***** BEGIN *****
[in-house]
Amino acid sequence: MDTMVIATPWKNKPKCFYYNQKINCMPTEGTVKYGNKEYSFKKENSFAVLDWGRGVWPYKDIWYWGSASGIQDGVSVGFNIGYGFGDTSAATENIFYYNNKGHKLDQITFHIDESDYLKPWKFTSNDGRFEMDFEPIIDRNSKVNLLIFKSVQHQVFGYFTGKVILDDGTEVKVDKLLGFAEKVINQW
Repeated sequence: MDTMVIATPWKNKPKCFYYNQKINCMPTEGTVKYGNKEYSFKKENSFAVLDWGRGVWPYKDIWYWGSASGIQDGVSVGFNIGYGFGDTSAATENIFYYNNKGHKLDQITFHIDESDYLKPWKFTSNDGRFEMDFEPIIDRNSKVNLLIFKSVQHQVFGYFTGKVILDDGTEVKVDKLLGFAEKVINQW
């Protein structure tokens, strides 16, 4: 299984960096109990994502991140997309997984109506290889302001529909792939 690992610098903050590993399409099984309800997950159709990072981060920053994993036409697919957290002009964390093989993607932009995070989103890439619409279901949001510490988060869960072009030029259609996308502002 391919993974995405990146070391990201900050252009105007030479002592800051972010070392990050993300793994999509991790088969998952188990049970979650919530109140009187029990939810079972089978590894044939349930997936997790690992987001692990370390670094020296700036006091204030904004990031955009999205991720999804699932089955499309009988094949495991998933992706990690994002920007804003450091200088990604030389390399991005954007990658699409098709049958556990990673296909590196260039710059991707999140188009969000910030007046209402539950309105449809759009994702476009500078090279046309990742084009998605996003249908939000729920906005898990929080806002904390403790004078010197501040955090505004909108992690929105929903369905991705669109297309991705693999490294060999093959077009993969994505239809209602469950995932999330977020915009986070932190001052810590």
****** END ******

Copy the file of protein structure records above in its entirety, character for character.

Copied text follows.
[in-house]
Amino acid sequence: MDTMVIATPWKNKPKCFYYNQKINCMPTEGTVKYGNKEYSFKKENSFAVLDWGRGVWPYKDIWYWGSASGIQDGVSVGFNIGYGFGDTSAATENIFYYNNKGHKLDQITFHIDESDYLKPWKFTSNDGRFEMDFEPIIDRNSKVNLLIFKSVQHQVFGYFTGKVILDDGTEVKVDKLLGFAEKVINQW
Repeated sequence: MDTMVIATPWKNKPKCFYYNQKINCMPTEGTVKYGNKEYSFKKENSFAVLDWGRGVWPYKDIWYWGSASGIQDGVSVGFNIGYGFGDTSAATENIFYYNNKGHKLDQITFHIDESDYLKPWKFTSNDGRFEMDFEPIIDRNSKVNLLIFKSVQHQVFGYFTGKVILDDGTEVKVDKLLGFAEKVINQW
């Protein structure tokens, strides 16, 4: 299984960096109990994502991140997309997984109506290889302001529909792939 690992610098903050590993399409099984309800997950159709990072981060920053994993036409697919957290002009964390093989993607932009995070989103890439619409279901949001510490988060869960072009030029259609996308502002 391919993974995405990146070391990201900050252009105007030479002592800051972010070392990050993300793994999509991790088969998952188990049970979650919530109140009187029990939810079972089978590894044939349930997936997790690992987001692990370390670094020296700036006091204030904004990031955009999205991720999804699932089955499309009988094949495991998933992706990690994002920007804003450091200088990604030389390399991005954007990658699409098709049958556990990673296909590196260039710059991707999140188009969000910030007046209402539950309105449809759009994702476009500078090279046309990742084009998605996003249908939000729920906005898990929080806002904390403790004078010197501040955090505004909108992690929105929903369905991705669109297309991705693999490294060999093959077009993969994505239809209602469950995932999330977020915009986070932190001052810590």